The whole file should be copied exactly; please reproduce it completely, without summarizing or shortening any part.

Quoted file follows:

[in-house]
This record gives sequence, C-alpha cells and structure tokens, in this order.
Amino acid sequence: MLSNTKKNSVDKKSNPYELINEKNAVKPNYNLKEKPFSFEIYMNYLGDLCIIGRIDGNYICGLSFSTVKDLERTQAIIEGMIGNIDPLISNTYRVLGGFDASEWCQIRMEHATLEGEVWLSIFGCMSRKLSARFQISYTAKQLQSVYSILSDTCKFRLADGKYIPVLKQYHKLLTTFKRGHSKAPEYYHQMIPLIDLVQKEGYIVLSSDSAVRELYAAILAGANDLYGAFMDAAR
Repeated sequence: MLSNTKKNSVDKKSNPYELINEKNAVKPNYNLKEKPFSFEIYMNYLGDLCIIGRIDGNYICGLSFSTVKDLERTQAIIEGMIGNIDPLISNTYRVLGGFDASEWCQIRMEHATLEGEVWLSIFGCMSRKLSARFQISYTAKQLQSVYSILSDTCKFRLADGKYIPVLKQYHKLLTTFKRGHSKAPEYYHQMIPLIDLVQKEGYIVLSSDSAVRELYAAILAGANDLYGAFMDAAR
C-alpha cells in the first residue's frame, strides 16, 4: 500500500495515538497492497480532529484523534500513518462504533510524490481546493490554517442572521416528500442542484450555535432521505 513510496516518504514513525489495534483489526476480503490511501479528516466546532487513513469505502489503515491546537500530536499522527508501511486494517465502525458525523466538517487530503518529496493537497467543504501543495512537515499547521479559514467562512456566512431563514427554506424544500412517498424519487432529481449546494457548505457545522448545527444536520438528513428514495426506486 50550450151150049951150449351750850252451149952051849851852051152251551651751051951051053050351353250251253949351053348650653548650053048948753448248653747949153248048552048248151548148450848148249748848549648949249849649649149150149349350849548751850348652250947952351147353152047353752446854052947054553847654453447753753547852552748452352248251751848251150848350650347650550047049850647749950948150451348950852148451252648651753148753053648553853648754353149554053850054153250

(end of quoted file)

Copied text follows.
[in-house]
This record gives sequence, C-alpha cells and structure tokens, in this order.
Amino acid sequence: MLSNTKKNSVDKKSNPYELINEKNAVKPNYNLKEKPFSFEIYMNYLGDLCIIGRIDGNYICGLSFSTVKDLERTQAIIEGMIGNIDPLISNTYRVLGGFDASEWCQIRMEHATLEGEVWLSIFGCMSRKLSARFQISYTAKQLQSVYSILSDTCKFRLADGKYIPVLKQYHKLLTTFKRGHSKAPEYYHQMIPLIDLVQKEGYIVLSSDSAVRELYAAILAGANDLYGAFMDAAR
Repeated sequence: MLSNTKKNSVDKKSNPYELINEKNAVKPNYNLKEKPFSFEIYMNYLGDLCIIGRIDGNYICGLSFSTVKDLERTQAIIEGMIGNIDPLISNTYRVLGGFDASEWCQIRMEHATLEGEVWLSIFGCMSRKLSARFQISYTAKQLQSVYSILSDTCKFRLADGKYIPVLKQYHKLLTTFKRGHSKAPEYYHQMIPLIDLVQKEGYIVLSSDSAVRELYAAILAGANDLYGAFMDAAR
C-alpha cells in the first residue's frame, strides 16, 4: 500500500495515538497492497480532529484523534500513518462504533510524490481546493490554517442572521416528500442542484450555535432521505 513510496516518504514513525489495534483489526476480503490511501479528516466546532487513513469505502489503515491546537500530536499522527508501511486494517465502525458525523466538517487530503518529496493537497467543504501543495512537515499547521479559514467562512456566512431563514427554506424544500412517498424519487432529481449546494457548505457545522448545527444536520438528513428514495426506486 50550450151150049951150449351750850252451149952051849851852051152251551651751051951051053050351353250251253949351053348650653548650053048948753448248653747949153248048552048248151548148450848148249748848549648949249849649649149150149349350849548751850348652250947952351147353152047353752446854052947054553847654453447753753547852552748452352248251751848251150848350650347650550047049850647749950948150451348950852148451252648651753148753053648553853648754353149554053850054153250